Science

Apollo 11 turns 50: How commercial space exploration is becoming a reality

This March 30, 1969 photo made available by NASA shows the crew of the Apollo 11, from left, Neil Armstrong, commander; Michael Collins, module pilot; Edwin E.

This March 30, 1969 photo made available by NASA shows the crew of the Apollo 11, from left, Neil Armstrong, commander; Michael Collins, module pilot; Edwin E. "Buzz" Aldrin, lunar module pilot. Apollo 11 was the first manned mission to the surface of the moon. (NASA via AP)  

July 20 marks 50 years of the Apollo 11 lunar mission that put the first man on the moon. We take a look at commercial space exploration

This week, US agency National Aeronautics and Space Administration (NASA) is in a celebratory mood. July 20 marks the 50th anniversary of Apollo 11, the first-ever mission that took astronauts Neil Armstrong, Buzz Aldrin and Michael Collins to the moon, in a journey that continues to enchant not just the world’s scientific community, but also popular culture.

This televised journey drew a global audience of 600 million people, and gave us many oft-repeated (and sometimes abused and memed) Armstrong quotes like ‘The Eagle has landed’ and ‘One small step for man, one giant leap for mankind.’

Even though Indian Space Research Organisation (ISRO) had to call off its Chandrayaan 2 lunar mission this week due to a technical snag, the country is already known as a leader in moon exploration with the 2008 Chandrayaan 1 probe that was made using indigenous technology.

Apollo 11 was a breakthrough in more ways than one. Not only did it transport human beings to another planetary body, but also created a competitive era among nations to send their representatives to space.

Once dominated by the US and the former USSR, today’s ‘space race’ has India, China, South Korea and West Asian countries in the reckoning with their own exploration programmes.

In the new millennium, another dimension has popped up: commercial space tourism.

Tourists aboard

Ever since American businessman Dennis Tito strapped himself up for a flight that was literally ‘out of this world’ on April 28, 2001, several other, albeit extremely wealthy aspirants, have set their sights on becoming tourists in space.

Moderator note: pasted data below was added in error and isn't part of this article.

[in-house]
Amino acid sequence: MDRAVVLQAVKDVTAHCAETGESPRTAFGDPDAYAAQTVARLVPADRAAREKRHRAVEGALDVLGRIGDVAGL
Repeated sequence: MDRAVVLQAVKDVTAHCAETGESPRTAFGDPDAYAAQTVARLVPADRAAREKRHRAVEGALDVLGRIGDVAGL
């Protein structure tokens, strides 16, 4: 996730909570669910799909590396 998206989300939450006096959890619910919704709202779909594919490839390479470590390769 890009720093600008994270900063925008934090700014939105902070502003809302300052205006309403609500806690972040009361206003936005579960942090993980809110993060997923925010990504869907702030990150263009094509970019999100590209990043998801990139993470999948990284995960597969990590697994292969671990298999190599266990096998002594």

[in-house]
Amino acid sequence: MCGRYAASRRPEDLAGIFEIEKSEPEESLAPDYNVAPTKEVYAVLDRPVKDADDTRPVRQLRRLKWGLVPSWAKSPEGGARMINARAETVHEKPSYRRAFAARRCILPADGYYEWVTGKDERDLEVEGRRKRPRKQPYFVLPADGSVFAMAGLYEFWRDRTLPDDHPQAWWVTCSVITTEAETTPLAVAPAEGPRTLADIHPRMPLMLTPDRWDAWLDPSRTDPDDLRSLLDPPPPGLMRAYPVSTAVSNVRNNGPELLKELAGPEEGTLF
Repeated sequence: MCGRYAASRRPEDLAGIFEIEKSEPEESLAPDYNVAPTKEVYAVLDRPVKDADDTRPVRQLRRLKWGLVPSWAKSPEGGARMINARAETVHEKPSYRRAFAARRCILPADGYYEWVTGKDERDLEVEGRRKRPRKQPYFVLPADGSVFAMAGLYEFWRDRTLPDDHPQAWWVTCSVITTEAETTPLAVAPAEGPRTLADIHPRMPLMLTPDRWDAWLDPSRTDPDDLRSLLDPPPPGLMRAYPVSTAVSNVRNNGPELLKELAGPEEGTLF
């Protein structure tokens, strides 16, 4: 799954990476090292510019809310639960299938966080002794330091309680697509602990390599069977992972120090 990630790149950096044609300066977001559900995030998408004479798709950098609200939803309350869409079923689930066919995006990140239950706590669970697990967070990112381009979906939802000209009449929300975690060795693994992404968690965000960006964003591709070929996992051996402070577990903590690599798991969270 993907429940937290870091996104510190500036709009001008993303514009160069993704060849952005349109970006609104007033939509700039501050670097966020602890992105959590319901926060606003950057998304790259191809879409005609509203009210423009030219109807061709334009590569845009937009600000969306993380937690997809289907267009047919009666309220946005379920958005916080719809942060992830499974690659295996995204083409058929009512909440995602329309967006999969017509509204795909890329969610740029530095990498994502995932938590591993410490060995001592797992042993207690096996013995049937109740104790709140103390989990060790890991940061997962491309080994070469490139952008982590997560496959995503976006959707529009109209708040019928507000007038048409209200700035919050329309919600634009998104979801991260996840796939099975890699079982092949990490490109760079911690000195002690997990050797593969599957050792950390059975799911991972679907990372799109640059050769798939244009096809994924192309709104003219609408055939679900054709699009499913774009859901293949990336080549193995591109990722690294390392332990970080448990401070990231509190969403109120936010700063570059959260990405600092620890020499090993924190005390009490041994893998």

Apollo 11 turns 50: How commercial space exploration is becoming a reality

Tito, a multi-millionaire engineer and technology services provider, paid $20 million for the privilege of leaving the earth behind with the help of the Russian Federal Space Agency to spend a week aboard the International Space Station (ISS), fending off criticism by NASA that he wasn’t adequately prepared.

Though there have been only six more people who have been to outer space after Tito (all of them aboard a Soyuz craft to the ISS), the idea of commercial space tourism seems to have taken off in earnest, if not in the interest of science, then at least for bragging rights to have ‘gone where no one has gone before’.

This would explain why so many companies are staking their reputation and money on offering package tours to outer space.

From British tycoon Sir Richard Branson’s Virgin Galactic to Amazon founder Jeff Bezos’ Blue Origin, space travel has clearly caught the fancy of some big names on this planet.

And as PayPal co-founder and the head honcho of SpaceX, Elon Musk proved in February last year, the final frontier is not meant for human tourists alone... you can even send an electric car for a ride around the galaxy.